Research Article: A CREB1/miR-433 reciprocal feedback loop modulates proliferation and metastasis in colorectal cancer

Date Published: December 06, 2018

Publisher: Impact Journals

Author(s): Li Yan, Wei-Qiang You, Neng-Quan Sheng, Jian-Feng Gong, Lan-Dian Hu, Ge-Wen Tan, Hong-Qi Chen, Zhi-Gang Wang.

http://doi.org/10.18632/aging.101671

Abstract

Increasing evidence has indicated the prognostic value of miR-433 across a series of malignancy types. However, the underlying mechanisms involved in cancer progression haven’t been sufficiently elucidated. In the present work, we found that miR-433 was downregulated in CRC tissues and cell lines. Ectopic expression of miR-433 obviously suppressed the proliferation, invasion and metastasis activity of CRC cells in vitro and in vivo. CREB1, CCAR1 and JNK1 were highly expressed and negatively correlated with miR-433 expression in CRC. CRC patients with higher expression of CREB1, CCAR1 or JNK1 presented a worse outcome relative to those with lower expression. CREB1 transactivated the expression of miR-433, and CREB1, CCAR1 and JNK1 simultaneously served as its targets, which in turn composed a feedback loop between CREB1 and miR-433. miR-433 blocked cell cycle progression and abolished EMT. Collectively, our study demonstrated the CREB1/miR-433 reciprocal feedback loop restrained the propagation, invasion and metastasis activities of CRC cells through abrogation of cell cycle progression and constraint of EMT.

Partial Text

Colorectal cancer (CRC) is one of the most common malignancies worldwide in morbidity and mortality [1–3]. With the comprehensive development of surgery aligned with chemoradiotherapy, molecular targeted agents and immunotherapy, the five-year overall survival (OS) of CRC patients has achieved a superior outcome in the past few decades. However, almost one half of patients will inevitably progress to liver metastasis disease, synchronously or metachronously [4,5]. Upon metastasis, the five-year OS rate does not exceed 10% [6], which is so unsatisfactory for patients and physicians. Even though, unfortunately, most of stage IV patients who successfully receive radical hepatectomy will unavoidably relapse due to chemoresistance. Given the treatment dilemma, it’s urgent to illuminate the mechanisms involved in chemoresistance and to discover some novel predictive biomarkers and molecular reagents.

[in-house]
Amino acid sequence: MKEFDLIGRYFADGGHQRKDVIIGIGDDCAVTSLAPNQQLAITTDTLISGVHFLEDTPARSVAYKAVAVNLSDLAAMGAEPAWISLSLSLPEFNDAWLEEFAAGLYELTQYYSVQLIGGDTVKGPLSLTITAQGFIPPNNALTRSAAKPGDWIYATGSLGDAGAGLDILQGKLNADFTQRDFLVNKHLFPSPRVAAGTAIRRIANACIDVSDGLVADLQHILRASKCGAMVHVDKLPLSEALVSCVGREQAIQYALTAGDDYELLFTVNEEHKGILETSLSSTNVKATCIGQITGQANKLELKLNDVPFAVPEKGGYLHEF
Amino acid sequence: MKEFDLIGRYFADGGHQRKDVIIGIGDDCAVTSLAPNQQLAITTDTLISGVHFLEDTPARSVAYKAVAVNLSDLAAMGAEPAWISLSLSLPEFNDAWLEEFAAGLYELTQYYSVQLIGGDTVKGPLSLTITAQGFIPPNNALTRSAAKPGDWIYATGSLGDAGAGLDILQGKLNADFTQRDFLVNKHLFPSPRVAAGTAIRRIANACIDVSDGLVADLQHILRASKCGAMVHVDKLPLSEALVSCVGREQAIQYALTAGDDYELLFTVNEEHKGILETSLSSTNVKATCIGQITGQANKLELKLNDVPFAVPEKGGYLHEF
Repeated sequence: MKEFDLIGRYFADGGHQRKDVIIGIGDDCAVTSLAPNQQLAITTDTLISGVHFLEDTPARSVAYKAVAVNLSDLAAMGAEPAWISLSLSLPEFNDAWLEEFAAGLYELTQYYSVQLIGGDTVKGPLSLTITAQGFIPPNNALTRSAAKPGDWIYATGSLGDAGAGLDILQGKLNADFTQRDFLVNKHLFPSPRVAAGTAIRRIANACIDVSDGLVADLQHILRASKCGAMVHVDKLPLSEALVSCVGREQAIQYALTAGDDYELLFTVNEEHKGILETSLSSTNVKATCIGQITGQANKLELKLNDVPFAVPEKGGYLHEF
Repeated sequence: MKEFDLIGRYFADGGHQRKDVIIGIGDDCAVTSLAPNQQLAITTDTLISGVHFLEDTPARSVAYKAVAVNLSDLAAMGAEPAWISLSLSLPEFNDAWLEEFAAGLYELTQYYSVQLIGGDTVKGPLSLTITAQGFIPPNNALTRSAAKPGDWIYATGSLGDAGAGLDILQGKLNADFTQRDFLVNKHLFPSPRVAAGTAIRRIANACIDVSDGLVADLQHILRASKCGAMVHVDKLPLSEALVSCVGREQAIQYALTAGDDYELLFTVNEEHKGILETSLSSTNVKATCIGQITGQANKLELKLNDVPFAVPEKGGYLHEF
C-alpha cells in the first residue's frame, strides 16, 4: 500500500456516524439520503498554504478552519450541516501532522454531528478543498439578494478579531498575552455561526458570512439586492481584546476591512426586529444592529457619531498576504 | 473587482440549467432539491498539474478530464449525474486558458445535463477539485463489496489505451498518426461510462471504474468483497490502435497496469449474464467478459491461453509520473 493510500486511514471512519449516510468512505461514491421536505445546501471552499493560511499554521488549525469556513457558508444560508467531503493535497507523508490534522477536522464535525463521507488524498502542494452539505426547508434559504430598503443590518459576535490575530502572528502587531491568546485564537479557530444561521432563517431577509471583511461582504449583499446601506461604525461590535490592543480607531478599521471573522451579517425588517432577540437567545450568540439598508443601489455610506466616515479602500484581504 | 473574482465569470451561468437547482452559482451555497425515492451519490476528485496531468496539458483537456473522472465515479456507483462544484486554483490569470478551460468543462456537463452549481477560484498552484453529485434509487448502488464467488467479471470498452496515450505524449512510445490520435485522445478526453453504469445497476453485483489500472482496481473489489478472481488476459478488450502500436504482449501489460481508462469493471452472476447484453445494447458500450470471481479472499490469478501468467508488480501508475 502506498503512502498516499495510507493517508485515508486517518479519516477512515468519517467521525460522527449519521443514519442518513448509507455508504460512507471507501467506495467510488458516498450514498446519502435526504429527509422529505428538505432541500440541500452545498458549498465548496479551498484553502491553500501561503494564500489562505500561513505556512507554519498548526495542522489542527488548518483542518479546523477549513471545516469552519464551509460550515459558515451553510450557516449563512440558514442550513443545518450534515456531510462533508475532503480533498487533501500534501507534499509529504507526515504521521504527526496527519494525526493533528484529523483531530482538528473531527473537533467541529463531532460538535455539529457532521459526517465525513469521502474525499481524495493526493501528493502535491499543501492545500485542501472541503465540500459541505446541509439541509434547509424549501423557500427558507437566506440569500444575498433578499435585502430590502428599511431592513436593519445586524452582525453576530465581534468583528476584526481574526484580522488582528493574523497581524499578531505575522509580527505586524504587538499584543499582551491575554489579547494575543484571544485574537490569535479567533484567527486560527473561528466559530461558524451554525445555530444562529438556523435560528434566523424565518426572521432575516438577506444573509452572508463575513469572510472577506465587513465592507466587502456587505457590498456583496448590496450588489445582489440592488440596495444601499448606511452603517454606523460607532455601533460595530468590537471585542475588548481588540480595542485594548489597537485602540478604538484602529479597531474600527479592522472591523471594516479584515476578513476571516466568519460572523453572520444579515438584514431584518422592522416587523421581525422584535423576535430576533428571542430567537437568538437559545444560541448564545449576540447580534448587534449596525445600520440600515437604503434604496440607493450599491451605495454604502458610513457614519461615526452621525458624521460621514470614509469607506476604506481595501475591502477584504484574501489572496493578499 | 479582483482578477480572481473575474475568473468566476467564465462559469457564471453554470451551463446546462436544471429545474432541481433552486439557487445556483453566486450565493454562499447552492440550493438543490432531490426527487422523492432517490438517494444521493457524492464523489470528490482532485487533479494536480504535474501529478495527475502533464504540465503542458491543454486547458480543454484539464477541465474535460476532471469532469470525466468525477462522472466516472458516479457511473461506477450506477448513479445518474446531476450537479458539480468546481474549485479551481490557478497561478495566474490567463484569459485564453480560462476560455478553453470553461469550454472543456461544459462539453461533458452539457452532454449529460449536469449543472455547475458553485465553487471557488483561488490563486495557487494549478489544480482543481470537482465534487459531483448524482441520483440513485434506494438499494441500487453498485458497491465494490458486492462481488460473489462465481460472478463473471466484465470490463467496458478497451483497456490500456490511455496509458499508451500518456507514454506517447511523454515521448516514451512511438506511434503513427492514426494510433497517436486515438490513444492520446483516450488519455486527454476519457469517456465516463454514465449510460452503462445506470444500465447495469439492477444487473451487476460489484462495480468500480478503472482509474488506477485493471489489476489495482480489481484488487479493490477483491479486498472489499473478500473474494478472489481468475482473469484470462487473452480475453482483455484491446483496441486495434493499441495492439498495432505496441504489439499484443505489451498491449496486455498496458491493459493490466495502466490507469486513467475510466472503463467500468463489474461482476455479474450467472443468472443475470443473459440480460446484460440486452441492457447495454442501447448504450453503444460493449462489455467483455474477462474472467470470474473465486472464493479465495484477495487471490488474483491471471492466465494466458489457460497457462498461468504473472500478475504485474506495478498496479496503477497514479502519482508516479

Although some studies have indicated the prognostic value of miR-433 among several types of malignancies, the mechanisms underlying its involvement in cancer metastasis and recurrence seem to be controversial. On the one hand, Gotanda and colleagues reported that miR-433 increased sensitivity to 5-FU in HeLa cells by regulating of thymidylate synthase [19]. However, Yu et al. and Weiner-Gorzel et al. respectively demonstrated that miR-433 could promote resistance to gemcitabine or paclitaxel in gallbladder and ovarian cancer cells [20,21]. On the other hand, Lin and colleagues observed that miR-433 suppressed hematopoietic cell differentiation in myeloproliferative neoplasms [22]. However, Tang et al. reported that miR-433 could promote osteoblast differentiation [23]. The heterogeneity of cancer could be one reason accounting for the disparity. In addition, given the fact that multiple targets co-exists for a single miRNA, it’s important to uncover and mine the driver targets involved in cancer progression. In this study, we conducted KEGG analyses in the miRWalk database and found that miR-433 was correlative with the MAPK and cAMP signaling pathways and cell adhesion molecules in colorectal cancer. In light of that JNK1 and CREB1 both are key mediator in the MAPK and cAMP signaling pathways, CCAR1 is viewed as a coactivator of β-catenin, we next explored the association between CREB1, CCAR1, JNK1 and miR-433.

In sum, we report the presence of a reciprocal feedback loop between CREB1 and miR-433. miR-433 suppresses CRC proliferation, invasion and metastasis in vitro and in vivo through inhibition of cell cycle progression and EMT by targeting CREB1, CCAR1 and JNK1.

 

Source:

http://doi.org/10.18632/aging.101671

 

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